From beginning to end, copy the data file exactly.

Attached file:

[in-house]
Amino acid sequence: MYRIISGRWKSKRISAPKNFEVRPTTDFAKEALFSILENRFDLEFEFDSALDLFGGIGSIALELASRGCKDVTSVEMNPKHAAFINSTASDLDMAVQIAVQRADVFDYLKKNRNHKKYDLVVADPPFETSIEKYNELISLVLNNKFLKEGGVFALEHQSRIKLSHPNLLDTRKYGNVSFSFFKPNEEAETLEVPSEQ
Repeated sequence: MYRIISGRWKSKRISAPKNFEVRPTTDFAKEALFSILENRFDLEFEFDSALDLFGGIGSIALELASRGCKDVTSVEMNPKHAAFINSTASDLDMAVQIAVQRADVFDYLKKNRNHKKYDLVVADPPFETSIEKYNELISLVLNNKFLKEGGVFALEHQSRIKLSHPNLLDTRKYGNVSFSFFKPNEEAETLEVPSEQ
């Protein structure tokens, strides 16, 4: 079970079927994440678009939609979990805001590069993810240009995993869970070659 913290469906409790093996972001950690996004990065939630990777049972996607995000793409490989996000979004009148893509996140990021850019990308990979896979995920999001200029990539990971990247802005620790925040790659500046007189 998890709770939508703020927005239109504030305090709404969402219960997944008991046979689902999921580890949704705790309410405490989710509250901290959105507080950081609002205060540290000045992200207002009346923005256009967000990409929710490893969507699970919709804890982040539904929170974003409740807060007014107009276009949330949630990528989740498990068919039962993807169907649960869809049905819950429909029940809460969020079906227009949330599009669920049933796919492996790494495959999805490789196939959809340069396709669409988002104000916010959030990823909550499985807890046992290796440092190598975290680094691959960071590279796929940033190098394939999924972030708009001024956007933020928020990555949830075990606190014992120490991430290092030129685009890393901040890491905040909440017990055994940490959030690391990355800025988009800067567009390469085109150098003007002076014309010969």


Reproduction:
[in-house]
Amino acid sequence: MYRIISGRWKSKRISAPKNFEVRPTTDFAKEALFSILENRFDLEFEFDSALDLFGGIGSIALELASRGCKDVTSVEMNPKHAAFINSTASDLDMAVQIAVQRADVFDYLKKNRNHKKYDLVVADPPFETSIEKYNELISLVLNNKFLKEGGVFALEHQSRIKLSHPNLLDTRKYGNVSFSFFKPNEEAETLEVPSEQ
Repeated sequence: MYRIISGRWKSKRISAPKNFEVRPTTDFAKEALFSILENRFDLEFEFDSALDLFGGIGSIALELASRGCKDVTSVEMNPKHAAFINSTASDLDMAVQIAVQRADVFDYLKKNRNHKKYDLVVADPPFETSIEKYNELISLVLNNKFLKEGGVFALEHQSRIKLSHPNLLDTRKYGNVSFSFFKPNEEAETLEVPSEQ
């Protein structure tokens, strides 16, 4: 079970079927994440678009939609979990805001590069993810240009995993869970070659 913290469906409790093996972001950690996004990065939630990777049972996607995000793409490989996000979004009148893509996140990021850019990308990979896979995920999001200029990539990971990247802005620790925040790659500046007189 998890709770939508703020927005239109504030305090709404969402219960997944008991046979689902999921580890949704705790309410405490989710509250901290959105507080950081609002205060540290000045992200207002009346923005256009967000990409929710490893969507699970919709804890982040539904929170974003409740807060007014107009276009949330949630990528989740498990068919039962993807169907649960869809049905819950429909029940809460969020079906227009949330599009669920049933796919492996790494495959999805490789196939959809340069396709669409988002104000916010959030990823909550499985807890046992290796440092190598975290680094691959960071590279796929940033190098394939999924972030708009001024956007933020928020990555949830075990606190014992120490991430290092030129685009890393901040890491905040909440017990055994940490959030690391990355800025988009800067567009390469085109150098003007002076014309010969």